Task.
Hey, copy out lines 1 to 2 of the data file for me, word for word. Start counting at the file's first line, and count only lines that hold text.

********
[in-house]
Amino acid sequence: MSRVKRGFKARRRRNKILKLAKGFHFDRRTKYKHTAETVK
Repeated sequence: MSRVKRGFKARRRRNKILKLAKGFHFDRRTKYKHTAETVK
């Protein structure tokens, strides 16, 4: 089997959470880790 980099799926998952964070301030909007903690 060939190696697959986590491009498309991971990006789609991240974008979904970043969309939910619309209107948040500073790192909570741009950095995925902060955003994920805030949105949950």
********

[in-house]
Amino acid sequence: MSRVKRGFKARRRRNKILKLAKGFHFDRRTKYKHTAETVK